Optimal Use and Reuse
Every large enterprise periodically accumulates what we call "tech debt". It happens even in very well-run companies, those that have built-in processes designed to adapt quickly to capitalize on emerging opportunities, or cope with unexpected problems. In essence, to respond rapidly to these and other market shifts, they have to implement new technologies. Then, with the next shift, they have to do it all over again, basically starting from scratch each time.
There’s only one way to stop going further into this kind of tech debt, and that’s to stop digging. And the best way to do that while still having the flexibility to respond to market needs in a timely fashion or even faster than ever is to implement a good API strategy.
One key factor in this equation is what’s broadly referred to consumerization. This is the need to ensure compatibility between the enterprise infrastructure and an ever growing number of mobile devices, social business platforms and of course apps. It gets even more complex when the changes are being driven from the inside, by a new generation of developers who create apps specifically designed to cater to individual priorities, specific tasks and personal styles. Now multiply those factors with the characteristics of a large enterprise of disparate business units with varying priorities, heterogeneous systems, remote workforce, etc. Even within a well-run enterprise, ensuring the optimal sharing of data and other resources can be very difficult.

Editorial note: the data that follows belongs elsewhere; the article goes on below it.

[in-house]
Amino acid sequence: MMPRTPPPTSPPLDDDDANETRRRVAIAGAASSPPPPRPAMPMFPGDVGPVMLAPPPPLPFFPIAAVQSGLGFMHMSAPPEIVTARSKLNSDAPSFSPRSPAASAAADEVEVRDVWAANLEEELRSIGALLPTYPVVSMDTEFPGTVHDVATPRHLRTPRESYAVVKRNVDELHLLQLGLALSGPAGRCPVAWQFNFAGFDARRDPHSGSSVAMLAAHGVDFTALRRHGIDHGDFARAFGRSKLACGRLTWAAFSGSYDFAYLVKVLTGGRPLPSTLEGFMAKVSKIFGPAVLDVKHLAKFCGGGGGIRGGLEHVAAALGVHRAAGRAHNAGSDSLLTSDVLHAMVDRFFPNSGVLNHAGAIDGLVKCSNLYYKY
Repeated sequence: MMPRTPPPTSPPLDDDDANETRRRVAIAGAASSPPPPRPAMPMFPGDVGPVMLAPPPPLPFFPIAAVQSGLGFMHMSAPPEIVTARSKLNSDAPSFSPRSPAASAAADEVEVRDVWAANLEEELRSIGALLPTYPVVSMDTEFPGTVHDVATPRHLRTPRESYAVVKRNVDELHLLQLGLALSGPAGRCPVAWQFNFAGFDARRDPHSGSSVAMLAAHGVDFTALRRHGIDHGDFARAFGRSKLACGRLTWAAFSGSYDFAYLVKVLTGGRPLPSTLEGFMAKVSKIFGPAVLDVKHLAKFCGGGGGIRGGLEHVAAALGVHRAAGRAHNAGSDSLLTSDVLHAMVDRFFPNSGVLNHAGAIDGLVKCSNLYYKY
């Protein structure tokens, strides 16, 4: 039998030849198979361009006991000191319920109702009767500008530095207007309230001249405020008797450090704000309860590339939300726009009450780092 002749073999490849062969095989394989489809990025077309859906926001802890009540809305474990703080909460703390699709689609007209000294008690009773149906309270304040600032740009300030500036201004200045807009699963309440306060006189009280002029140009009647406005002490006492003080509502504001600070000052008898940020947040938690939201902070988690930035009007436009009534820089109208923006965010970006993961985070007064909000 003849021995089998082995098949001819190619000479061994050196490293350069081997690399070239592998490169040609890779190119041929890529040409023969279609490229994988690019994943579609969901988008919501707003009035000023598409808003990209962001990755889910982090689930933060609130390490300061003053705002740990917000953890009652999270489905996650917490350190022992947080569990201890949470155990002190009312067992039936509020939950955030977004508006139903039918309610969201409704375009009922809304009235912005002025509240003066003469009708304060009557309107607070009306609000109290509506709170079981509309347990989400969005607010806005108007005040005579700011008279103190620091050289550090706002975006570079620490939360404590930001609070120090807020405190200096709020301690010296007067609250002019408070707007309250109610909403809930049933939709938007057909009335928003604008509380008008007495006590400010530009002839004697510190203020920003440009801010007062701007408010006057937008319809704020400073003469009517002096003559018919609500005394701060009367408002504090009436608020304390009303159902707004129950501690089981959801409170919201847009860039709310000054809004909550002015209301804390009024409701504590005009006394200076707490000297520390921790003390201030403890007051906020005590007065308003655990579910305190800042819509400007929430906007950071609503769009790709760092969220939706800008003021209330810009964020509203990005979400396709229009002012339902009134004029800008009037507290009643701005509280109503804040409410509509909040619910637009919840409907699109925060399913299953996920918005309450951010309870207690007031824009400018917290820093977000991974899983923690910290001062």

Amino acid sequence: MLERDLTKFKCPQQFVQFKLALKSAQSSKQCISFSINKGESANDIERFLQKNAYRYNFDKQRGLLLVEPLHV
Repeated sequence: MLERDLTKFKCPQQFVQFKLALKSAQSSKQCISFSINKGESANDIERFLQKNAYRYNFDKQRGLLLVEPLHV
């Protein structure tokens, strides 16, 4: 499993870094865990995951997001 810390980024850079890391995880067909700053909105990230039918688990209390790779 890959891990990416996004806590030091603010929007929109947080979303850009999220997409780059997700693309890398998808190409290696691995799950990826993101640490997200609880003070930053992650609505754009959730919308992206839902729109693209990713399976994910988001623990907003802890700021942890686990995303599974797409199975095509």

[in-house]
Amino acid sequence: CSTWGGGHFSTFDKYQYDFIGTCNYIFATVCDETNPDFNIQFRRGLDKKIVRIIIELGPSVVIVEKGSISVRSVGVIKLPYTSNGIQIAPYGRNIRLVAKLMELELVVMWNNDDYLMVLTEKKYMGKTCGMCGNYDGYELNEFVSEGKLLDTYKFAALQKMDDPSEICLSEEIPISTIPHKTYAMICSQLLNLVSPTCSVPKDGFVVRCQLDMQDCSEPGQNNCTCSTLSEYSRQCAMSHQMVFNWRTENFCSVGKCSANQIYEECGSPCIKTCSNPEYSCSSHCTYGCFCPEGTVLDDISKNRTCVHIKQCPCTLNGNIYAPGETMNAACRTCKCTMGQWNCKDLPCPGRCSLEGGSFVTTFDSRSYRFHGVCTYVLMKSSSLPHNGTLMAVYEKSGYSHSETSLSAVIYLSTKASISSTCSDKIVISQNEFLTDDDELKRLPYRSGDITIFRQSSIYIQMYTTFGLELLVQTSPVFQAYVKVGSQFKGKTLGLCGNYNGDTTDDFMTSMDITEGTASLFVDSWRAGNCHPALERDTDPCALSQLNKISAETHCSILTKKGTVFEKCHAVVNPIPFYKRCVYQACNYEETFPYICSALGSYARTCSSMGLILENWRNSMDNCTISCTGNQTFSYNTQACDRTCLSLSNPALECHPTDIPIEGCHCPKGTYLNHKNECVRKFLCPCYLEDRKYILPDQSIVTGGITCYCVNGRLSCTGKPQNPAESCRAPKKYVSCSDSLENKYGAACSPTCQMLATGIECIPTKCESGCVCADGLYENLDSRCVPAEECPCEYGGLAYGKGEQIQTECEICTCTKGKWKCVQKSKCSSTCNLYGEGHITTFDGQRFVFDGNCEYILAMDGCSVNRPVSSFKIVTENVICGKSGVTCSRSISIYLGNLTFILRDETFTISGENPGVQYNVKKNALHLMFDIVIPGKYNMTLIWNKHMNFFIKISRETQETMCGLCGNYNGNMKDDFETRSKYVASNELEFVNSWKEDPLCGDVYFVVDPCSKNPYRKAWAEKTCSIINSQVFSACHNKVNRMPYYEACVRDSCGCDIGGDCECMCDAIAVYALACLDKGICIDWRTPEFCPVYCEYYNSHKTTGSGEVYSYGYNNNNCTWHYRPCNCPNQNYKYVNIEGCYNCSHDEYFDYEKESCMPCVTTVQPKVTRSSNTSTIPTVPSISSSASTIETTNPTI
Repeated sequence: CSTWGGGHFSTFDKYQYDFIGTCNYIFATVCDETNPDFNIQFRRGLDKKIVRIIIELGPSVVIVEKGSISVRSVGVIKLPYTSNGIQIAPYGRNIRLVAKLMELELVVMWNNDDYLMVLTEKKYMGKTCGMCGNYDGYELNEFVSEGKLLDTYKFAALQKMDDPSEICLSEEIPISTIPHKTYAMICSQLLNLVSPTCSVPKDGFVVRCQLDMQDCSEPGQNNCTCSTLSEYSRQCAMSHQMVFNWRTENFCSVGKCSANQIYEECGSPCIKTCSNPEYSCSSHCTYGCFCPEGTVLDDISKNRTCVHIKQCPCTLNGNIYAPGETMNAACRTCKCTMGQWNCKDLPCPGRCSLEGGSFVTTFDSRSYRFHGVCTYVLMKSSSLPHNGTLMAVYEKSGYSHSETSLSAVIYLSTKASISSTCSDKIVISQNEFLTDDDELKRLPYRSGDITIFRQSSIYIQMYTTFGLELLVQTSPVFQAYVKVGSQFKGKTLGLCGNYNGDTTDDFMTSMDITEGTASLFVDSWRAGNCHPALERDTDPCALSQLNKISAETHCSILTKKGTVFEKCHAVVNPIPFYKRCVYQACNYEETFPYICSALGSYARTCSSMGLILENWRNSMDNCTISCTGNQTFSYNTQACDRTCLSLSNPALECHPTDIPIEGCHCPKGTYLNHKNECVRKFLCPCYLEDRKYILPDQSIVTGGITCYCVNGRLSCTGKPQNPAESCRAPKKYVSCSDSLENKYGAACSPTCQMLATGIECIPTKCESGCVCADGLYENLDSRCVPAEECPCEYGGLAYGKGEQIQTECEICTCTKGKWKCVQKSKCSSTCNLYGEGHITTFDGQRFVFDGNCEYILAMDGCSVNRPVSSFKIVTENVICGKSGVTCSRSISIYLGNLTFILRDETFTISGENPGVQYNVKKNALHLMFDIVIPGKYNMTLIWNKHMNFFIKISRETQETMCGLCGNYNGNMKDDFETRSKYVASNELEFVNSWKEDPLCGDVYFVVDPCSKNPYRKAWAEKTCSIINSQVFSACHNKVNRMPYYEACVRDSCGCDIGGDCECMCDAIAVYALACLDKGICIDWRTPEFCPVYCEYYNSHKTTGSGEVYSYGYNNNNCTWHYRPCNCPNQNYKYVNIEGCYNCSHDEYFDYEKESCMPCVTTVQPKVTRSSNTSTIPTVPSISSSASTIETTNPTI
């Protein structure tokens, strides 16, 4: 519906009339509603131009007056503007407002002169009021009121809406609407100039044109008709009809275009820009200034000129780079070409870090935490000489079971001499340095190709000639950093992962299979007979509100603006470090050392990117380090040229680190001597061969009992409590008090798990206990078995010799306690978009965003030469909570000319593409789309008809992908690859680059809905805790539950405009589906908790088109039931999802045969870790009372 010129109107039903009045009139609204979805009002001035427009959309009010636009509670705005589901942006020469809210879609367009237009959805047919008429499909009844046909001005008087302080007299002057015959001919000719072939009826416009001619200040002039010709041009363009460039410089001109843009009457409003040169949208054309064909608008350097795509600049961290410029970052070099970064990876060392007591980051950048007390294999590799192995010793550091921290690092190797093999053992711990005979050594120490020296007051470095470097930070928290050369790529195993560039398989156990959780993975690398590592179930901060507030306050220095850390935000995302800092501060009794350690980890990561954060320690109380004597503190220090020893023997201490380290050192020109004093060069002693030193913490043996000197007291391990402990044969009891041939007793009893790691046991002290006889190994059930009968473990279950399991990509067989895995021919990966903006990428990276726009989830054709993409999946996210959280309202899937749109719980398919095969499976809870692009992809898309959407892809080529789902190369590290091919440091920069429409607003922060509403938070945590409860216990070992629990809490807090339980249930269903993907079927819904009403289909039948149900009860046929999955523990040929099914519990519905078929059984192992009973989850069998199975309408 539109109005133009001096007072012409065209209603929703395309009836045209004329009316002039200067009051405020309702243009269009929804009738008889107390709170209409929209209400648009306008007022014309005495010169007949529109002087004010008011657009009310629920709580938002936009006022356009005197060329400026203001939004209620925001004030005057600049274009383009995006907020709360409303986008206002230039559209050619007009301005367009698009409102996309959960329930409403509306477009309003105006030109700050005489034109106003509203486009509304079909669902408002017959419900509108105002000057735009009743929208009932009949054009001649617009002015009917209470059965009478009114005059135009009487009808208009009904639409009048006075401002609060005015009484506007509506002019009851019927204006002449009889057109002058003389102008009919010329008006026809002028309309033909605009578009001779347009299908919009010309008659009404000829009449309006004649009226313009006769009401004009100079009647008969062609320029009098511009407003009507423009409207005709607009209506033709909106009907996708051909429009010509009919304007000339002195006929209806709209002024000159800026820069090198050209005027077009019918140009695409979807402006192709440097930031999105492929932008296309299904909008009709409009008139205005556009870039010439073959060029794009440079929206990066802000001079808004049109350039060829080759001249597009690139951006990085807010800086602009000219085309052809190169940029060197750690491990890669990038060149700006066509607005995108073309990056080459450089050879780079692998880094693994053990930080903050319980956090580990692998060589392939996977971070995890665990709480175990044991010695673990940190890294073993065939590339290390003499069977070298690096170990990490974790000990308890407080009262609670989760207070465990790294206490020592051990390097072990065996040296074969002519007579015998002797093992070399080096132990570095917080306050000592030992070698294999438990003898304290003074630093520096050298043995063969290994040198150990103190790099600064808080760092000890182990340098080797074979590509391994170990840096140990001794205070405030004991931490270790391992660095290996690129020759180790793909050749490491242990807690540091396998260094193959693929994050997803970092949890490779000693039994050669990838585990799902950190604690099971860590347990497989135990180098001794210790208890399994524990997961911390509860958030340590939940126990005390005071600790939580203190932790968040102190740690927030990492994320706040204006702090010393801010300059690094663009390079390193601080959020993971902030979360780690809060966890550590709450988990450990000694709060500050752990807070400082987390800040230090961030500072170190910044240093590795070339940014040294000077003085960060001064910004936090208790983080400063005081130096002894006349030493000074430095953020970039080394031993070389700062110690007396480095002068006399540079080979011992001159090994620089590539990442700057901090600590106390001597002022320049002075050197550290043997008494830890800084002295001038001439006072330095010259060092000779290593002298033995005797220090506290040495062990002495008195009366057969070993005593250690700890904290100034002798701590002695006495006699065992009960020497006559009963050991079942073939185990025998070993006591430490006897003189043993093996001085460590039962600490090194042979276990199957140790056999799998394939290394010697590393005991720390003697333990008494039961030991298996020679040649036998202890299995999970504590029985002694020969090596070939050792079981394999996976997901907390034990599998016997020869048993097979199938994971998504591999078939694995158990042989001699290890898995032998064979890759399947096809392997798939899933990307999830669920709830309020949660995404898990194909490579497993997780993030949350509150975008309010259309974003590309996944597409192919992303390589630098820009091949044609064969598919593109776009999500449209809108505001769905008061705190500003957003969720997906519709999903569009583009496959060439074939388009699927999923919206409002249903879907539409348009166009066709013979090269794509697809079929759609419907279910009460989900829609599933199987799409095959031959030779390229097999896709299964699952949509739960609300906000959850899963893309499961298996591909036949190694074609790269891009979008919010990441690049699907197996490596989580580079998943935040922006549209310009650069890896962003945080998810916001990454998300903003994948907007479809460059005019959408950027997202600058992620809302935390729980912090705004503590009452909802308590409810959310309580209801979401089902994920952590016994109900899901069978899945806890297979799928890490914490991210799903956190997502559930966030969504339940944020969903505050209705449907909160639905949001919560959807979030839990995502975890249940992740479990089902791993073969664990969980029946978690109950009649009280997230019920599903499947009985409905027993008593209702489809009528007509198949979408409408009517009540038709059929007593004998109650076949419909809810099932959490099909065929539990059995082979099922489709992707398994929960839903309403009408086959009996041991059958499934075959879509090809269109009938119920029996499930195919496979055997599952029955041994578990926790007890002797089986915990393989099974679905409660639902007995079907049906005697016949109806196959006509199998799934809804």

If that’s how it begins, it often ends with the headaches associated with point-to-point integration. Somebody has to tie all those strands together, and that takes time, money and a lot of effort. This is in stark contrast to the need for speedy time to market, enhanced efficiency, lower costs.
But that’s not even the worst of it. For a variety of reasons, many integration projects don’t allow for reusability. This means that after all the work that goes into each integration effort, it can’t be recycled. Every project essentially has to start from scratch.
It doesn’t have to be this way. A common API infrastructure can ensure that the same data and services are exposed to every internal (and, when business requires it, external) constituency in exactly the same way.
For example, Comcast is noted for its efficiency, but it also has multiple business units and market priorities. It’s also heavily in the business of digital consumer technology, which requires lightning-fast responses to business forces. So, like many other enterprises, it used to add new technologies as required, while having to play catch-up through painful integration processes.
Comcast turned to Mashery to create an in-house API platform, and the difference is nothing short of dramatic. The pains associated with sharing resources have just about disappeared. Far-flung units with very different business interests no longer have to work with different codes and protocols—the RESTful APIs in place now enable developers to access any service or content through a basic URL.
Perhaps best of all, any code built to suit a specific purpose can now be re-purposed to serve other needs. That’s because each API service comes fully furnished with on-demand dynamic scalability, access controls, rate limits and so on.
That’s the story of the technology, but the true business benefit is that any unit within Comcast can expose data and services to any other unit in half an hour. In some cases, it used to take months.
Essentially, this strategy achieves the often elusive goal of ensuring uniformity at the back end while offering full personalization at the front end, with new apps offering individualized services across multiple platforms. All accomplished with minimum effort and maximum reuse, with no need for more tech debt. For every enterprise, that’s a worthy feat.